Many American families will tell you that there's nothing like the companionship of a furry friend. In fact, about 67% of American households own a pet, according to a survey by the American Pet Products Association.
In 2018, those same families spent over $72.5 billion on pet-related expenses - with about 25% of that spending going towards veterinary health care costs.
With this in mind, you may be curious about pet insurance and if it'll help curb your pet's health care costs.
Like our own health insurance plans, pet insurance can cover emergency care and illnesses, but it also varies from our coverage in some important ways. That's why it's important to understand the ins and outs of getting pet insurance, including what it covers.
Simply put, pet insurance is healthcare coverage for pets. While the vast majority of pet insurance policies cover cats and dogs, only a handful of insurance providers offer coverage for "exotic pets" like fish, birds, amphibians, hamsters, snakes, or potbellied pigs.
There are a few different types of pet insurance plans on the market, including:
Accident-only coverage: Provides reimbursement for veterinary care for accidental injuries. This comes in handy if your dog eats a foreign object or gets hurt while romping around in the yard.
Accident and illness coverage: Covers accidental injuries and illnesses like cancer, digestive problems, or infections.
Accident and illness coverage with wellness: Covers the same vet services as an accident and illness plan plus preventative care treatments, cremation and burial, and dental care.
Riders: Think of these like add-ons. Riders cover specific medical services that aren’t covered under the general pet insurance policy.
Pet insurance policies rarely cover pre-existing conditions like medical problems related to genetic issues or a previous injury. Spaying and neutering also aren't included in most basic plans, but you can usually add them to the policy through a rider or wellness upgrade.
Owners of elderly pets should note that many policies require pets to be under a certain age to qualify for coverage.
Like insurance for people, pet insurance policies can be customized to meet your needs of you and your fur baby. And most plans have insurance terms you may already be familiar with:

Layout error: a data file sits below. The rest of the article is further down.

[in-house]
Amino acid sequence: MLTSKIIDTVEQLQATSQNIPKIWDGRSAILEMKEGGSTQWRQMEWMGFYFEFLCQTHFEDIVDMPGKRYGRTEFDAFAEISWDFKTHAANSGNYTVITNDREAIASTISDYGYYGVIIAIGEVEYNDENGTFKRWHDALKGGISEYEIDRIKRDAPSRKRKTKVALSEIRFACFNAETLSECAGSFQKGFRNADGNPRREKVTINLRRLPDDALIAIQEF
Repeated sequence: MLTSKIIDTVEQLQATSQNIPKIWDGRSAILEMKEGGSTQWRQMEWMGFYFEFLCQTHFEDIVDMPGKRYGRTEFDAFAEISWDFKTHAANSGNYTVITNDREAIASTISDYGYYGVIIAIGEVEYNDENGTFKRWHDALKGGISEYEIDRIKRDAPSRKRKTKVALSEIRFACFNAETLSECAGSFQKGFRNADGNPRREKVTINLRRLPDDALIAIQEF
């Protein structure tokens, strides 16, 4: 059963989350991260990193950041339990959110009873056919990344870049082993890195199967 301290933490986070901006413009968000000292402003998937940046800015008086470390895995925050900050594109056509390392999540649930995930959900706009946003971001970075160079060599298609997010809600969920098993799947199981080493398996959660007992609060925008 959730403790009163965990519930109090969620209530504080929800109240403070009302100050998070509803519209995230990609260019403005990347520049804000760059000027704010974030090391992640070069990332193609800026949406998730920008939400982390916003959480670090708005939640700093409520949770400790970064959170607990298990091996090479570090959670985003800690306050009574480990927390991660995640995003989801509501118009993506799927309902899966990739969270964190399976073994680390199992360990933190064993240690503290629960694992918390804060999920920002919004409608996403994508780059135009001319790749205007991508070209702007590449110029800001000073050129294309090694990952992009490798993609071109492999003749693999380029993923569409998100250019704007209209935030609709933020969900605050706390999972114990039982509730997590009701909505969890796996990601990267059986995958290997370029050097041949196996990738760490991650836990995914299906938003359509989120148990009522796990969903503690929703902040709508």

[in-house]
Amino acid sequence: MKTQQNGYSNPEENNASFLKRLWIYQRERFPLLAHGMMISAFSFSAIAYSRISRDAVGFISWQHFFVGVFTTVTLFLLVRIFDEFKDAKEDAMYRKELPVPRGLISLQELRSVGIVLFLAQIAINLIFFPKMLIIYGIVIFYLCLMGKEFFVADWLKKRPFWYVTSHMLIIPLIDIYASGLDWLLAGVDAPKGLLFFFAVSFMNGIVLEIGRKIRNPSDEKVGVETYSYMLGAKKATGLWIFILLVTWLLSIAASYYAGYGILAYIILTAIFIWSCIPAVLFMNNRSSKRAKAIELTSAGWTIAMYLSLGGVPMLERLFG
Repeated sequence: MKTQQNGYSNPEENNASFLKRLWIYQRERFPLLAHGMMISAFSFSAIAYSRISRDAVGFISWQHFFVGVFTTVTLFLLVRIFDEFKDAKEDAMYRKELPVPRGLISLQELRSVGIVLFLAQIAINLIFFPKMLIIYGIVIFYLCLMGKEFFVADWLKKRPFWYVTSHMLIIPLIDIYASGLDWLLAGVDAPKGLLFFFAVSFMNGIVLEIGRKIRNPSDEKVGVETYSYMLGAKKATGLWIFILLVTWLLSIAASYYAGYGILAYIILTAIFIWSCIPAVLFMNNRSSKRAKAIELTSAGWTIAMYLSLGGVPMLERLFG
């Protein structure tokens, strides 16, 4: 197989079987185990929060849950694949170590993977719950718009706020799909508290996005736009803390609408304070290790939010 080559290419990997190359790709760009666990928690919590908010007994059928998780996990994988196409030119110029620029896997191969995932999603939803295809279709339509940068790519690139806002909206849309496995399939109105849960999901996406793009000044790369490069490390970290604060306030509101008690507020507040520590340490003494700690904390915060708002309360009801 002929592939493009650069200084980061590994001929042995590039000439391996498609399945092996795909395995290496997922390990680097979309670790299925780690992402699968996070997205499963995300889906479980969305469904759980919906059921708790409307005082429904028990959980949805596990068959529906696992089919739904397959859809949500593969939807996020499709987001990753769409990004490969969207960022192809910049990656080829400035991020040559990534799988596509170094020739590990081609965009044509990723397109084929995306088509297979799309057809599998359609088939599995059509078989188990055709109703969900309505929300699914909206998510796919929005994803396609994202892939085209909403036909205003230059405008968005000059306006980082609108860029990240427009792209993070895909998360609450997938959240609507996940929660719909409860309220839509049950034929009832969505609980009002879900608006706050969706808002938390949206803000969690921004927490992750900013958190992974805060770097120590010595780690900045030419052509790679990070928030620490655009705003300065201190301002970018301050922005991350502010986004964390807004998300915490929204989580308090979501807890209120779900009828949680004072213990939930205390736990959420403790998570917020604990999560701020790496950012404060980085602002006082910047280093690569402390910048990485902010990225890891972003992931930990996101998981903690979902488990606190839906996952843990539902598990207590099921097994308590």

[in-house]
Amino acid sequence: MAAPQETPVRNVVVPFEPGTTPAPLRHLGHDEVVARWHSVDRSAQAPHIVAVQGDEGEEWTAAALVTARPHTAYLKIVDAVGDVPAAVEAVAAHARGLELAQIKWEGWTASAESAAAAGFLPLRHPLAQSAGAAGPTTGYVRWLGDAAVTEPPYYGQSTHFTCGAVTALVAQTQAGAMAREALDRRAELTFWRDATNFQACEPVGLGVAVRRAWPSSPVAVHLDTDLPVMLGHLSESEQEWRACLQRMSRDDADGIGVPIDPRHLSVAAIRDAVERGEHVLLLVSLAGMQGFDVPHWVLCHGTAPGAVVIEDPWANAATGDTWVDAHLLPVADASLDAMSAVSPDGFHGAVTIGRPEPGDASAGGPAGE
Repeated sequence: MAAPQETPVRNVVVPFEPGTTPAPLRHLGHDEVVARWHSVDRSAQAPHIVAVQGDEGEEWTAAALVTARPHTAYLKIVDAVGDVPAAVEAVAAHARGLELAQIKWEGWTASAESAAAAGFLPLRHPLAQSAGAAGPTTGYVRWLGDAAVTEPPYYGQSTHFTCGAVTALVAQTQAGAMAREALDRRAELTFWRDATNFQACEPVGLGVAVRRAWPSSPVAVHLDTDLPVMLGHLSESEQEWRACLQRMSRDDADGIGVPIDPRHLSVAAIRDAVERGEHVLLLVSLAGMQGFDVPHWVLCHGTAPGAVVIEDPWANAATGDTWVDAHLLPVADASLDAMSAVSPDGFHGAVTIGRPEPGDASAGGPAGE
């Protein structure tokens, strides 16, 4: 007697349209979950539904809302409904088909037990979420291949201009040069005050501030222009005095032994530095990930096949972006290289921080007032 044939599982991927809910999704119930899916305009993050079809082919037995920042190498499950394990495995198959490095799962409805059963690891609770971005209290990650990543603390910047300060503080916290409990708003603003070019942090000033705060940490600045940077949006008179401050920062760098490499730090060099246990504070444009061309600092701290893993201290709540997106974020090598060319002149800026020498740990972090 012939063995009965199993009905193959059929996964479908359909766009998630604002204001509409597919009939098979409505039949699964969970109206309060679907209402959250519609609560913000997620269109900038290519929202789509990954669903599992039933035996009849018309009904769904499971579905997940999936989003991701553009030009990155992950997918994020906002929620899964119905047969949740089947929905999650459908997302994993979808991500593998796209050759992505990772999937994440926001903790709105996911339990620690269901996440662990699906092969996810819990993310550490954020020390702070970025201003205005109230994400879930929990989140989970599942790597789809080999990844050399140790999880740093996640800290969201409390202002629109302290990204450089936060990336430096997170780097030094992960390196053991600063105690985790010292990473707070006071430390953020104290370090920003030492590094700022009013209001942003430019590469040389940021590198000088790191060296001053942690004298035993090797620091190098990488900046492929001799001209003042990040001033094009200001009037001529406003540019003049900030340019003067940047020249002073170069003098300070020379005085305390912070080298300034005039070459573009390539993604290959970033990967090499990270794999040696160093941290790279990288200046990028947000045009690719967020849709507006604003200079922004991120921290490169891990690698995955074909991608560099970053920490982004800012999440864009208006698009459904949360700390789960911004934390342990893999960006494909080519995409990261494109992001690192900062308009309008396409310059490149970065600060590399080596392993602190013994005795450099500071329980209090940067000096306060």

Monthly premium: The amount you'll pay for the policy every month.
Policy maximum: The maximum amount the policy will cover. After that, you're responsible for any further medical costs.
Copay: The amount that you'll pay out-of-pocket for some services or treatments received.
Deductible: The amount of medical fees you'll cover out-of-pocket before policy coverage kicks in.
But unlike health care insurance for people, there are rarely "in-network" or "out-of-network" vets or clinics. This means you can choose your vet and not be limited by network restrictions. Also, pet insurance almost always requires the pet owner to pay for any services received upfront. Meanwhile, a doctor or hospital usually bills your insurer under your "human" insurance plan and asks for payment later.
Pet insurance policies are much more affordable than typical health insurance plans for people. Most pet insurance policyholders spend between $15 - $100 in monthly premiums for policies worth more than $10,000 in medical services.
The cost of a basic pet insurance policy is calculated according to the following characteristics:
Species: Most policies cost more for dogs than cats, especially male dogs.
Breed: Purebreds cost more to insure because of the higher prevalence of genetic defects. Bigger breeds also cost more to cover because of their lower life expectancies and higher rates of illness.
Age: Older pets cost more to insure than younger pets. Newborn pets cost the least.
Residence: Location matters. Pets living in densely populated areas usually cost more to cover than pets in rural areas.